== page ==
Home Prices Shoot Up in West Texas as Oil Activity Barrels On
[Editor's Note: This is the second installment in a three-part series exploring the working and living conditions for employees in the Permian.]
In 2004, Todd Green and his wife purchased a home in Midland for $80,000. In 2008, he received an international assignment with his employer Aramco and moved his family to Saudi Arabia. Their home sold for $160,000. In just a few years, he saw his property value double.
“That same house now would probably sell for $260,000 or $300,000,” Green told Rigzone. “Midland now is crazy inflated.”
Green is referencing the latest shale oil boom that has created a spike in activity in the Permian Basin and caused an influx of workers to move to West Texas. It’s also contributed to rising home prices as the housing market transitioned into a seller’s paradise.
The latest numbers, from June 2018, show Midland’s median home price at $300,000 – up 15.4 percent from a year ago. Additionally, Midland has 1.3 months of inventory, compared to 2.3 months a year ago. During the thick of the oil and gas industry downturn in early 2016, a Midland realtor told Rigzone the Midland housing market had 3.5 months of inventory.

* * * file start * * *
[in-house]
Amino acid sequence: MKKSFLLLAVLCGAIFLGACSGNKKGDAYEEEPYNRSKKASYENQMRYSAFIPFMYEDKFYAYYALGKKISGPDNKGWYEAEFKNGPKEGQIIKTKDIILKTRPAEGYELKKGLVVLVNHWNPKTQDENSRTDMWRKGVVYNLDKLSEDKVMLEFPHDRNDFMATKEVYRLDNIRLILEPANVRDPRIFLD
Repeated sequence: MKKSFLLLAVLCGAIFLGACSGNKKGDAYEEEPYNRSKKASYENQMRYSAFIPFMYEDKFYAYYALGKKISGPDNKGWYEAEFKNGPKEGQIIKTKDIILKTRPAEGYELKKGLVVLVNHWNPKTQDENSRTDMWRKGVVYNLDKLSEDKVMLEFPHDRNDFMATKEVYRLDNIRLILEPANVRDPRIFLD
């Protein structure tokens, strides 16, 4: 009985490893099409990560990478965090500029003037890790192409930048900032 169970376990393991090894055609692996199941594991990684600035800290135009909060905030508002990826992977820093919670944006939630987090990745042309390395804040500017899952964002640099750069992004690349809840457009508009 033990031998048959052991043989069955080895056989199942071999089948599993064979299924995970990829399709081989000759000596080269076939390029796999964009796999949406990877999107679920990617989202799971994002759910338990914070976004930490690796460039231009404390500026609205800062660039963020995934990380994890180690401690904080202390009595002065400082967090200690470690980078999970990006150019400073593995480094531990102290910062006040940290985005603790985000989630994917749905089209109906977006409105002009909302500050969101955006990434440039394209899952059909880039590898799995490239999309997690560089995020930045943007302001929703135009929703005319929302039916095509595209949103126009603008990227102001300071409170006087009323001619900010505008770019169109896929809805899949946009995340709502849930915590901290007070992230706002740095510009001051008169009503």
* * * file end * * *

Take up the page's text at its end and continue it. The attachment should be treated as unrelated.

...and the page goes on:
And just a stone’s throw away down Interstate 20 lies Odessa, another city that’s part of the Permian Basin. Odessa’s housing market has experienced similar changes to neighboring Midland.
“With our shale boom and the frac sand, everybody’s coming here to work,” Wayne Dunson, broker associate with Steve Oliver Realtors in Odessa, told Rigzone. “Odessa had 6.5 months of inventory about a year-and-a-half ago.”
In May 2018, Odessa had just 1.4 months of inventory.
“It’s definitely a seller’s market – no doubt about it,” Dunson said.
Odessa’s median home price in May 2018 was 199,900 (up 19.7 percent compared to May 2017) with 173 active listings, a 56.8 percent decrease.
“The median price for homes in Midland is going to be at least $100,000 higher than the homes in Odessa, partly because the median income per capita is higher in Midland,” Dunson explained. “The reason is a lot of the oilfield majors’ offices are headquartered in Midland.”
Odessa has a larger sector of blue-collar workers, said Dunson, adding that Odessa’s median income per capita is less and homes are more affordable.
Dunson said he currently has three townhomes under construction for engineers who work for oil companies based in Houston. The desert-esque Permian is a lot different from the bustling Houston scene, but, as the engineers put it, “West Texas is where the money is.”
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